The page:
Wednesday, September 21, 2011

The Girl is....thinking about slang

Slang is one of those terms that’s surprisingly hard to define, though I think we all intuitively known what it is and recognize it when we encounter it. It’s, basically, informal language that is often tied to a particular subculture or group. We tend to think of slang and young people’s lingo, but really it’s not restricted to youth. Those of us who adopted slang terms as teens, often continue to use the same terms well into adulthood, much to the horror of our kids. Oh, and it’s hardly an English-speaking phenomena – slang is found in most major languages.

Slang always seemed to be an oral medium, but today, with text messaging and the internet, it’s become increasingly written as well, often starting that way and then filtering into our speech.

Slang can work two ways: it can either invent new terms for familiar objects (in the late 1930s people began referring to a phone as an “Ameche,” in reference to the actor, Don Ameche, who had played Alexander Graham Bell in a film) or it can attribute new meaning to familiar words (using the word “hot” to imply someone’s good looking). The types of terms it often embodies are for “forbidden” things, which is why there are so darn many words for sex and body parts. 

Every era seems to produce its own slang, but the first half of the twentieth-century seemed particularly ripe for it. Part of that may stem from a more clearly defined youth culture. As teens became a population unto themselves after World War I, they may have found it necessary to create their own language. 

In Iris’s world the slang is coming out of the Jazz music and swing dancing phenomena – many of the terms originating in the dance halls and then filtered into other parts of society. Speaking these words means you’re branding yourself as part of that subculture. Suze, Rhona and Maria all use terms that would’ve originally been spoken at places like the Savoy.

But that isn’t the only kind of slang Iris encounters.  Her more upper class friends use teen-speak that probably developed out of their cliques. And the world around her is increasingly using G.I. talk, a unique form of slang developing out of the war. 

It can be a challenge to figure out how to integrate slang into a story without overwhelming the writing. On the one hand, the terms are going to be unfamiliar to your audience and may potentially rip them out of the story. On the other, though, if you’re trying to realistically depict a subsection of the population during a moment in history, you have to honestly depict how they communicated with each other, and that means integrating some of these unfamiliar terms and hoping your audience can suss out the meaning from the context. It can feel forced if you don’t do it delicately and you can, of course, completely overwhelm the dialogue by using too much slang (see my first Rosie Winter novel, when I was enjoying slang a little too much).  Sometimes utilizing the rhythm of how people talked “back then” is just as successful as sprinkling dialogue with unfamiliar words.

Wednesday, September 7, 2011

The Girl is...thinking about occupational hazards

I’m going to tell you one of the worst things about being a mystery writer. It’s not rejection, or bad reviews, or writer’s block (though all of those certainly make me question my vocation), it’s that writing mysteries has ruined reading mysteries for me.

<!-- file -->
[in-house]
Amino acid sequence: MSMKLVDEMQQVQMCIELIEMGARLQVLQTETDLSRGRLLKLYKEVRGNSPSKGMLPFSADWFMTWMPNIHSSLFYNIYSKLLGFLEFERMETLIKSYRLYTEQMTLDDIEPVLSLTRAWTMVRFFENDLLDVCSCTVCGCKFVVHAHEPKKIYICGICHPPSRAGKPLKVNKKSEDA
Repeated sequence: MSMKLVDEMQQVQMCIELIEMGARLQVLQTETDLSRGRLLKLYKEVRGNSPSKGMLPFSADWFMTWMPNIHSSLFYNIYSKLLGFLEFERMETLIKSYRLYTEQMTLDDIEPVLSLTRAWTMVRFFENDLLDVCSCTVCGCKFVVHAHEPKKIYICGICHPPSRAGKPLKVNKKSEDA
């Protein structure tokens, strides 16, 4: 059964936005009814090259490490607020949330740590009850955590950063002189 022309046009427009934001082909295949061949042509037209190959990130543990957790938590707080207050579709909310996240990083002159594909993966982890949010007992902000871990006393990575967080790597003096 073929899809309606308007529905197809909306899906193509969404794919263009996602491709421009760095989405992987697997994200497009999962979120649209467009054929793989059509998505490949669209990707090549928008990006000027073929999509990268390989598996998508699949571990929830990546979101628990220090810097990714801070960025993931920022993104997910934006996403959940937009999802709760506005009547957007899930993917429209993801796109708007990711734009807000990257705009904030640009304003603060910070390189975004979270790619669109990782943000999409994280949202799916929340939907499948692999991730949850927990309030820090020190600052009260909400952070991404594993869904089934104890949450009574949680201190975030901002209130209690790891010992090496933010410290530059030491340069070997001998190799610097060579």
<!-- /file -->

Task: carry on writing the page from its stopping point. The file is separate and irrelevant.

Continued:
I was reminded of this last week as I reached the halfway point on a book I was really enjoying reading. Just like that, long before the narrator or anyone else in the story, I was certain I knew who was behind the murders and why. And what had been a pleasant escape for the bus ride to work became irritating: why can’t everyone in this story see what’s so freaking obvious to me?

Probably, because they’re fictional. And not writers. I can’t turn off the writer part of my brain when I read, which not only means that I’m frequently revising other people’s sentences, but I’m also painfully aware of the mechanics of the story: the clues, the suspects, the red herrings. It’s highly unusual for me not to have the culprit pegged before I reach the halfway point of a book. When I don’t, it’s dizzyingly exciting, especially when the novel is well-constructed enough that I should’ve seen it coming but didn’t. But when I do pick up on things too fast, I’m left wondering if it’s the fault of the writer for making the solution so obvious, or if the fault lies with me being more attuned to what to look for than the average  bear.
It’s part of the reason that I don’t write book reviews. It hardly seems fare to lambast a mystery for being too easy when I’m not really sure that’s the case. More often than not, I find myself reading other people’s reviews to confirm if the problem I experienced is widespread or unique to me.
This plot prognostication spills over to other media too: my husband hates watching mysteries or thrillers with me because I’ll peg the culprit early on. I’ve learned not to say it out loud, but he can always tell when that “aha!” has hit me and the rest of the evening devolves into his begging me to tell him what I think is going on.
This sixth sense can be detrimental to my own work. I’m so desperate to make a mystery hard to solve that I worry that I over complicate things so that readers like me won’t be spoiled halfway through the book. I do have rules though: any solution must be supported by the text, so that the re-reader can go back and see that the answer was there, if heavily cloaked, just like in the books I love. I don’t want the reader to feel cheated because I didn’t bother to introduce the culprit until the last chapter. As anyone who’s ever been a debater knows: you can’t have new arguments in the 2AR.
Have you been surprised by a mystery lately (in a good way)?